Description

Simple

A medication used to treat constipation associated with irritable bowel syndrome or that has no known cause.

Clinical

A guanylate cyclase-C agonist used to treat constipation associated with irritable bowel syndrome or that is idiopathic in nature.

Overview

Linaclotide is an orally administered, peptide agonist of guanylate cyclase 2C for the treatment of irritable bowel syndrome. Chemically, it is a heterodetic cyclic peptide and consists of fourteen amino acids. The protein sequence is as follows: Cys Cys Glu Tyr Cys Cys Asn Pro Ala Cys Thr Gly Cys Tyr. There are three disulfide bonds which are located between Cys1 and Cys6; between Cys2 and Cys10; and between Cys5 and Cys13. FDA approved on August 30, 2012.

Pharmacology

Indication

Treatment of irritable bowel syndrome (IBS) with constipation and chronic idiopathic constipation.

Pharmacodynamic

Changes in the appearance and consistency of stools as measured by the Bristol Stool Form Scale (BSFS) have been noted after taking linaclotide.

Mechanism of action

Linaclotide is an agonist of guanylate cyclase-C (GC-C). Once linaclotide and its active metabolite binds to GC-C, it has local effect on the luminal surface of the intestinal epithelium. Activation of GC-C by linaclotide results in the intra- and extracellular increase of cyclic guanosine monophosp... Read more

Absorption

When taken orally, linaclotide is not absorbed into the systemic. No detectable levels of linaclotide or its active metabolite were noted after doses of 125 mcg or 290 mcg were administered.

Protein binding

Information currently not available.

Volume of distribution

Given that linaclotide plasma concentrations following therapeutic oral doses are not measurable, linaclotide is expected to be minimally distributed to tissues.

Clearance

Information currently not available.

Half life

Because linaclotide is not systemically absorbed, half life cannot be calculated.

Route of elimination

Linaclotide is eliminated fecally (3 - 5% as active metabolites). However most of the dose undergoes proteolysis (processes include reduction of disulfide bonds) in the intestine before being excreted via feces.

Toxicity

Most common adverse reactions (incidence of at least 2%) reported in IBS-C or CIC patients are diarrhea, abdominal pain, flatulence and abdominal distension.

Adverse Effects

Effect Regions Age Groups Incidences Evidence Type
Diarrhea US
  • Kind: experimental
    • Percent: 20%
  • Kind: placebo
    • Percent: 3%
  • Clinical Trial
    Diarrhea US
  • Kind: experimental
    • Percent: 16%
  • Kind: placebo
    • Percent: 5%
  • Clinical Trial
    Abdominal Pain US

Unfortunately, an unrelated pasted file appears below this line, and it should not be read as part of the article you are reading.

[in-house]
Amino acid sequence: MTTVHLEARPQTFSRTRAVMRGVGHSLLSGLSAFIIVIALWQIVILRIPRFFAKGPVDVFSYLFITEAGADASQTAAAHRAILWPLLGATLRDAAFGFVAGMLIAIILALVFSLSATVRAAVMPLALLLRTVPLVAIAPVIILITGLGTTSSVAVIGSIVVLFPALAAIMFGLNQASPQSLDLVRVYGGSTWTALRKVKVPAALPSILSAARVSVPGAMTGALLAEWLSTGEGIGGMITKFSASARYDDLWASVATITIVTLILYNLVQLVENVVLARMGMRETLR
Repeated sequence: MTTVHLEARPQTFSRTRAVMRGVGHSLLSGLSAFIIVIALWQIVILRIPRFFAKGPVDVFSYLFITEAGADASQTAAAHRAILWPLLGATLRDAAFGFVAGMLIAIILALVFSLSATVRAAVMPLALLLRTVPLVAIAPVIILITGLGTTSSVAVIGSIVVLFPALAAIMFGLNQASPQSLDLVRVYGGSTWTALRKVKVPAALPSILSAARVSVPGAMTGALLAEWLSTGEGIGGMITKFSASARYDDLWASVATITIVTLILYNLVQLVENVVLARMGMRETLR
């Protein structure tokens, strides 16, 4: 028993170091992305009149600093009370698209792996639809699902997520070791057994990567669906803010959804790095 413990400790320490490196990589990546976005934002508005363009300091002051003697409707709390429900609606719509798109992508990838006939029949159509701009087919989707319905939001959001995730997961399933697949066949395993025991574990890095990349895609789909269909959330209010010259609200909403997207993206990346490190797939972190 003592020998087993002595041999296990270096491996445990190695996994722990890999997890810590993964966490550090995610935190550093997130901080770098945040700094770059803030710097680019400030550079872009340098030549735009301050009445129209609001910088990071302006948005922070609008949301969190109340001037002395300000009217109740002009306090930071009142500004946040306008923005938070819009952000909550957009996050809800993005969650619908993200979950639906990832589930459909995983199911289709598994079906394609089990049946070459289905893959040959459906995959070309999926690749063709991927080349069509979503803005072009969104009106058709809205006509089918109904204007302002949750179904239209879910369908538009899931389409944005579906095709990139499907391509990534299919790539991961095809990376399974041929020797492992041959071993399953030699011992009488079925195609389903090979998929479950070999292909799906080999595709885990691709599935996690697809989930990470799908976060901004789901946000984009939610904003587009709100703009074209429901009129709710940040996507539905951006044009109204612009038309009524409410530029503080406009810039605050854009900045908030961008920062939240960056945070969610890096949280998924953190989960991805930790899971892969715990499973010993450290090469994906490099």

• Kind: experimental
    • Percent: 7%
  • Kind: placebo
    • Percent: 5%
  • Clinical Trial
    Abdominal Pain US
  • Kind: experimental
    • Percent: 7%
  • Kind: placebo
    • Percent: 6%
  • Clinical Trial
    Flatulence US
  • Kind: experimental
    • Percent: 6%
  • Kind: placebo
    • Percent: 5%
  • Clinical Trial
    Upper Respiratory Tract Infection US
  • Kind: experimental
    • Percent: 5%
  • Kind: placebo
    • Percent: 4%
  • Clinical Trial
    Headache US
  • Kind: experimental
    • Percent: 4%
  • Kind: placebo
    • Percent: 3%
  • Clinical Trial
    Flatulence US
  • Kind: experimental
    • Percent: 4%
  • Kind: placebo
    • Percent: 2%
  • Clinical Trial
    Viral Gastroenteritis US
  • Kind: experimental
    • Percent: 3%
  • Kind: placebo
    • Percent: 1%
  • Clinical Trial
    Sinusitis US
  • Kind: experimental
    • Percent: 3%
  • Kind: placebo
    • Percent: 2%
  • Clinical Trial
    Abdominal distension US
  • Kind: experimental
    • Percent: 3%
  • Kind: placebo
    • Percent: 2%
  • Clinical Trial
    Fecal Incontinence US
  • Kind: experimental
    • Percent: <2%
  • Clinical Trial
    Vomiting US
  • Kind: experimental
    • Percent: <2%
  • Clinical Trial
    Defecation urgency US
  • Kind: experimental
    • Percent: <2%
  • Clinical Trial
    Abdominal distension US
  • Kind: experimental
    • Percent: 2%
  • Kind: placebo
    • Percent: 1%
  • Clinical Trial
    Gastroesophagal reflux disease US
  • Kind: experimental
    • Percent: <2%
  • Clinical Trial
    Rectal hemorrhage US
    Post Marketing
    Nausea US
    Post Marketing
    Hematochezia US
    Post Marketing
    Hives US
    Post Marketing
    Allergic Reactions US
    Post Marketing
    Urticaria US
    Post Marketing

    Contraindications

    • Regions: US
    • Below Age:
      • Amount: 6
      • Unit: year
    • Regions: US
    • Patient Conditions:
        • Name: Gastrointestinal obstruction
        • Drugbank Id: DBCOND0010786

    Food Interactions

    Avoid fatty foods. Co-administration with fatty foods may cause loose stools.